Intermodal transport systems, 2012Engineering and technological calculations in railway transport, 2009 Invited lecturer: 2019. Ministry of Foreign and European Affairs, Secretary of State2017. Ministry of the Sea, Transport and Infrastructure, State Secretary for Transport2016. University of Zagreb, Faculty of Transport and Traffic Sciences, Department of Intermodal TransportAssociate Professor of:Integral and intermodal systems (undergraduate study)Integral and intermodal transport (graduate study)Development and investment management (graduate study)Geo-traffic analysis of traffic flows (doctoral study)2016 – 2017 Ministry of Maritime Affairs, Transport and Infrastructure Special Adviser to the Minister2015. Croatian Chamber of Commerce, Vice President of the Association for Intermodal Transport and Logistics2015. European Commission, Directorate-General for Research and Innovation, evaluator for Horizon 2020 COV2 projects07/016 / audit, monitoring and evaluation from the transport and logistics sector2010 – 2017 University of Zagreb, Faculty of Transport and Traffic Sciences, Head of the Department of Intermodal Transport2002 – 2010 University of Zagreb, Faculty of Transport and Traffic Sciences, assistant It’s official. As of today, the new Minister of Tourism and Sports is Dr. sc. Nikolina Brnjac. Croatia has at its disposal a number of experienced experts who will surely want to help, but you just need to ask them. Today more than ever, we need less policy, and more synergies and a focus on market development. Ultimately, form is the least important, what we need is the efficiency and productivity of the entire country, including the Ministry of Tourism and Sports and the CNTB. And it’s all down to people and politics. University textbooks: “The role and importance of intermodal transport in the freight transport market”; UNIZG, Zagreb, May 17, 5″Analysis of the possibility of developing the Croatian Railways system with reference to intermodality”; Croatian Chamber of Commerce, April 16, 2013″Supply chain risks”; LOMI, Krapina 2014″The role of human capital in the management of supply chains or logistics systems”; SCO Logistics, LOGIN 07, 2014. As always, I personally believe that everyone has the right to a chance, including the new Minister of Tourism and Sports, and time will show how the Ministry of Tourism and Sports will function from now on. Professional career: Academic activity: Field of interest: Chalmers University, Technology Management and Economics Gothenburg, Sweden (since 2011)Faculty of Technical Sciences, University of Novi Sad (since 2012)Faculty of Law, University of Zagreb (since 2013)Faculty of Economics, University of Ljubljana (since 2015) POWA (Ports and waterways) 2007 – 2011ZIRP (Science and Development in Transport) 2014, 2015 and 2017 According to the website of the Ministry of Foreign and European Affairs, Brnjac has so far held the position of State Secretary of the Ministry of Foreign and European Affairs, and three years ago she also held the position of State Secretary in the Ministry of the Sea, Transport and Infrastructure. Organizing committee member: 2005 – 2009 University of Zagreb, Faculty of Transport and Traffic Sciences Transport and transport technology dr. Sc.2002–2005 University of Zagreb, Faculty of Transport and Traffic Sciences Traffic and transport technology mr. sc.1997 – 2002 University of Zagreb, Faculty of Transport and Traffic Sciences Railway B.Sc. ing.1996 – 2001 University of Zagreb, Faculty of Transport and Traffic Sciences PiT B.Sc. ing. Interestingly, so far the new Minister of Tourism and Sports, at least according to official data, has no experience in the tourism sector, which has provoked negative reactions from the tourism profession. So the new minister faces a great challenge to prove herself and earn the trust of the profession. Surrounding yourself with experienced and professional people, especially those from the real sector, is a winning combination for every minister, including a new minister. We need a leader and a manager who will know how to arrange all the pieces of our tourist mosaic. Especially in the coming period, when the reform of the entire tourism sector and a new modern tourism paradigm for the 21st century are expected. INTRANSLAW (International Conference on Transport and Insurance) 2015 and 2017 Holder of numerous research projects; among others: Development Fund of the University of Zagreb, South East Europe – Transnational Cooperation Program, Marco Polo Study – GO RAIL GO GREEN, COWANDA – SEE – The CO-WANDA, South East Europe Transnational Cooperation Program (SEE) EU; CBA of Railway Industrial Section, Faculty of Transport Sciences, University of Zagreb, Ministry of the Sea, Transport and Infrastructure, Interreg CADSES project ADRIATIC3S (funding: Phare program). Member of the Scientific Committee: Intermodal transport systems, logistics processes in intermodal transport, development of intermodal terminals, railwaytransport, location of intermodal terminals Education: Round table organizer and moderator: Photo: FB Nikolina Brnjac, Illustration: HrTurizam.hr Editor of the collection of papers “Valorization of the intermodal logistics corridor Ploče – Mostar – Sarajevo – Vukovar (Central Adriatic – Danube)”; HAZU, 2014 and “Supply Chain Management”; Polytechnic of Hrvatsko zagorje, Krapina, 2015 and author of more than 50 scientific papers and professional articles in the field of intermodal transport and logistics in national and international journals.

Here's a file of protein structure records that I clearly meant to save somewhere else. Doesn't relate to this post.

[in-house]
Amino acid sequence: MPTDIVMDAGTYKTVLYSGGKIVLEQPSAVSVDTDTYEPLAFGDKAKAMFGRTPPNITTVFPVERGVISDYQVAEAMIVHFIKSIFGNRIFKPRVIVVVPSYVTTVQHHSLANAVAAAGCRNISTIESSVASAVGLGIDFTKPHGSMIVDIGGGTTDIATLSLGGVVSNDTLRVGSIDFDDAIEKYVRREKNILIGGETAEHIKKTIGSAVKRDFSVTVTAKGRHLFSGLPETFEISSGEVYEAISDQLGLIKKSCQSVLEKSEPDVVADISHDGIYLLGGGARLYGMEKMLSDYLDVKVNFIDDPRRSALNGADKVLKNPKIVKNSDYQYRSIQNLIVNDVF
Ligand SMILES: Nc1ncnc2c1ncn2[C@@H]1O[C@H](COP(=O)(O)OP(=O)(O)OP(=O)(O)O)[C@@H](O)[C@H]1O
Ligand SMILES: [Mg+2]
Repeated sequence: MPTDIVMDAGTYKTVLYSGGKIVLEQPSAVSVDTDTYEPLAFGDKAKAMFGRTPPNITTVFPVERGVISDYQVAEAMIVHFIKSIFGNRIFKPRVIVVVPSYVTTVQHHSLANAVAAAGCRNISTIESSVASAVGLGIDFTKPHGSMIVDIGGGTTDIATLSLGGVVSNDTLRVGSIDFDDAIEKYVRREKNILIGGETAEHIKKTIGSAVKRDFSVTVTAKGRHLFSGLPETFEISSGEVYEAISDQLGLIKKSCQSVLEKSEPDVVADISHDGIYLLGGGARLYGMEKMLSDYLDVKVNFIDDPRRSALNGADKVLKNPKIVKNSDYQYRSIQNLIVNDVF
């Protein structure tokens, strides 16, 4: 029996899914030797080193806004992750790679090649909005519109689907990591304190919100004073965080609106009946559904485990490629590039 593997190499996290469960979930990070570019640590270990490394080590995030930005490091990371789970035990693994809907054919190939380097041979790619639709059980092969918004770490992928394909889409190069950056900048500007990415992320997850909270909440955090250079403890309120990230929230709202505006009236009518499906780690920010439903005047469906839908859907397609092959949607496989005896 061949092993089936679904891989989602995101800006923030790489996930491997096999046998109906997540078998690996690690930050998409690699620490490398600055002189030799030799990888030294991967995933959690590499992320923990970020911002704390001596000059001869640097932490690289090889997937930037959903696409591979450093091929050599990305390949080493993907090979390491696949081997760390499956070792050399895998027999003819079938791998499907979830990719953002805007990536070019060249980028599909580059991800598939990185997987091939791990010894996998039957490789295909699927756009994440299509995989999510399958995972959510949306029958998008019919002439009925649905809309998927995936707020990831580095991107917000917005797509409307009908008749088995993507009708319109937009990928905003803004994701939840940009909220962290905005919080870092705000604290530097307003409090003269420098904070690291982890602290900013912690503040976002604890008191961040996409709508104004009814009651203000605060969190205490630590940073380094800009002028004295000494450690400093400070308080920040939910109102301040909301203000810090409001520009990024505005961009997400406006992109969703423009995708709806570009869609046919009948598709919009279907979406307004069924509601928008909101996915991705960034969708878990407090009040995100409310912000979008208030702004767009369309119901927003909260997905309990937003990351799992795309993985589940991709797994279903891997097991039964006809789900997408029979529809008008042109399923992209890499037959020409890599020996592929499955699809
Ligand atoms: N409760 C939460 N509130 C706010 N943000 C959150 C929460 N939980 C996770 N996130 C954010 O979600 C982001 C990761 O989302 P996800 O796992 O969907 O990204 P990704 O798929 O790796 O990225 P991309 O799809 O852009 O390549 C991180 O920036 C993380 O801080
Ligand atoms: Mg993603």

Facebook Twitter Google+ Published on December 29, 2018 at 10:22 am Contact Danny: firstname.lastname@example.org | @DannyEmerman Through his first 12 games at St. Bonaventure, freshman Kyle Lofton has proved point guards don’t need to bark out instructions to be effective. He knows he can be a leader without being the loudest in the locker room and on the court. “He’s vocal when he has to be, but he’s not the loudest kid,” Tom Espinoza, who coached Lofton at Putnam (Connecticut) Science Academy, said. “Kyle has that leadership quality. People just go with him and respect him — it’s amazing.”Lofton, St. Bonaventure’s silent floor general, developed a jump shot after scouts questioned his shooting ability. After earning no Division I offers, he proved himself at Putnam, where he helped win the school’s first prep national championship. In his first 12 games for St. Bonaventure (4-8), Lofton leads in the team in assists (4.0 per game) and logs the second most minutes (36.6). But entering Saturday’s game versus Syracuse (8-4), the 6-foot-3 point guard will have to learn to overcome his soft-spoken personality to thrive in the Carrier Dome’s rowdy environment.Instead of being vocal, Lofton leads by example. He knows every play from each position and often reminds his teammates where to be in practice. He soaks in advice and wisdom from his more experienced teammates and applies it in games.Lofton has always been soft-spoken, teammates and coaches said. Still, he often struggles to communicate, a necessary skill for point guards at the highest level, SBU senior Nelson Kaputo said. AdvertisementThis is placeholder text“I think he’ll just become more vocal the more comfortable he gets playing the game of college basketball,” Kaputo said. “At the end of the day, he’s still a freshman … so he has a long way to go.”At Putnam, when some of his teammates signed with D-I schools and left campus before graduation, Lofton stayed and locked himself in the gym to continue improving his jump shot even after the season ended. Lofton improved his jumper and studied the intricacies of pick-and-roll offense, learning how to read a defense while there. He built muscle and became a better leader on the court. As his play grew more confident and aggressive, his shot followed. Lofton has an unconventional shooting form where he removes his guide hand from the ball a half-second before releasing the ball. After scouts questioned his outside stroke, Lofton shot 40 percent from beyond the arc at Putnam and currently shoots at a 34.4 percent clip with the Bonnies. “It was unbelievable what he did with us,” Espinoza said. “So it’s not a surprise what he’s doing at Bonnies.”He’s brought that same work ethic to St. Bonaventure in his first year. In addition to his passing and “elite” defense, Espinoza said, Lofton has also taken a scoring role, averaging 13.9 points per game, third-most on the team. He dropped 23 points at Vermont, 20 against Boise St. and 15 versus then-No. 17 Buffalo. At St. Bonaventure, Lofton often prefers to put his teammates in positions to score by passing to them in their spots, Kaputo said. Against Syracuse’s 2-3 zone, Lofton plans to be aggressive, looking for passing lanes to his teammates at the high post, he said. The biggest difference between D-I and the prep league, Lofton said, is the pace of play. He didn’t expect to play this many minutes this early in his freshman year, and he admits to feeling fatigued in some games.The speed of Saturday’s game against Syracuse may be more of what Lofton’s accustomed to. According to teamrankings.com, SU averages 69.4 possessions per game, 294th out of 353 D-I programs. Though Syracuse has struggled offensively, they remain tough at home, with a 7-2 record in the Carrier Dome. However, Lofton may get an extra boost from playing in the same arena as Carmelo Anthony, his favorite player growing up. Lofton’s envisioned his Dome debut since middle school, when he dreamed of lacing up orange shoes for Syracuse. In the raucous crowd of his childhood dreams, Lofton may struggle with the sole element of his game that’s held him back — he’ll need to make his voice heard. “It’s gonna be loud,” Lofton said. Comments